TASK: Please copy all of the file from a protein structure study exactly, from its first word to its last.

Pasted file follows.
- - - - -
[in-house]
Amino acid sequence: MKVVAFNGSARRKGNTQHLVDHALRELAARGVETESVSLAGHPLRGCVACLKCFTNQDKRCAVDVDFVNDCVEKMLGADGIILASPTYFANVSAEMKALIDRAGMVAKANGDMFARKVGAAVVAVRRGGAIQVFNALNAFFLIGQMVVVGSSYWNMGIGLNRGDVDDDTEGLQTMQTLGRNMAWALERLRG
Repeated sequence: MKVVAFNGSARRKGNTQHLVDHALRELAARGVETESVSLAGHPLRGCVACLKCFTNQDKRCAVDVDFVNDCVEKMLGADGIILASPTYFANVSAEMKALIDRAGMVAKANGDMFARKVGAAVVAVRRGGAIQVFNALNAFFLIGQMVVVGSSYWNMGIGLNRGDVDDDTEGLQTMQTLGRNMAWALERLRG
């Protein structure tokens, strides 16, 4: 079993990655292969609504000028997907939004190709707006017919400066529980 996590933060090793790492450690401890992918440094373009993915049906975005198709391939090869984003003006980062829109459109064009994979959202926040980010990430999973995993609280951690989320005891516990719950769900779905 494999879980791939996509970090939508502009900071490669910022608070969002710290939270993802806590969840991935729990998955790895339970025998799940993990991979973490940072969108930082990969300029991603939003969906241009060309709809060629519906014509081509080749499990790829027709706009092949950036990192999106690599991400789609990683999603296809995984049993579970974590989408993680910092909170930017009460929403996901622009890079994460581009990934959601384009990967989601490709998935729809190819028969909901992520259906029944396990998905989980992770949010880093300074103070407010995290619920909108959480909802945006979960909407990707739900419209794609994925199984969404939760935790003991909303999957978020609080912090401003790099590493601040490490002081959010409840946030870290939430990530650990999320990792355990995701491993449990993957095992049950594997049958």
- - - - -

[in-house]
Amino acid sequence: MKVVAFNGSARRKGNTQHLVDHALRELAARGVETESVSLAGHPLRGCVACLKCFTNQDKRCAVDVDFVNDCVEKMLGADGIILASPTYFANVSAEMKALIDRAGMVAKANGDMFARKVGAAVVAVRRGGAIQVFNALNAFFLIGQMVVVGSSYWNMGIGLNRGDVDDDTEGLQTMQTLGRNMAWALERLRG
Repeated sequence: MKVVAFNGSARRKGNTQHLVDHALRELAARGVETESVSLAGHPLRGCVACLKCFTNQDKRCAVDVDFVNDCVEKMLGADGIILASPTYFANVSAEMKALIDRAGMVAKANGDMFARKVGAAVVAVRRGGAIQVFNALNAFFLIGQMVVVGSSYWNMGIGLNRGDVDDDTEGLQTMQTLGRNMAWALERLRG
């Protein structure tokens, strides 16, 4: 079993990655292969609504000028997907939004190709707006017919400066529980 996590933060090793790492450690401890992918440094373009993915049906975005198709391939090869984003003006980062829109459109064009994979959202926040980010990430999973995993609280951690989320005891516990719950769900779905 494999879980791939996509970090939508502009900071490669910022608070969002710290939270993802806590969840991935729990998955790895339970025998799940993990991979973490940072969108930082990969300029991603939003969906241009060309709809060629519906014509081509080749499990790829027709706009092949950036990192999106690599991400789609990683999603296809995984049993579970974590989408993680910092909170930017009460929403996901622009890079994460581009990934959601384009990967989601490709998935729809190819028969909901992520259906029944396990998905989980992770949010880093300074103070407010995290619920909108959480909802945006979960909407990707739900419209794609994925199984969404939760935790003991909303999957978020609080912090401003790099590493601040490490002081959010409840946030870290939430990530650990999320990792355990995701491993449990993957095992049950594997049958």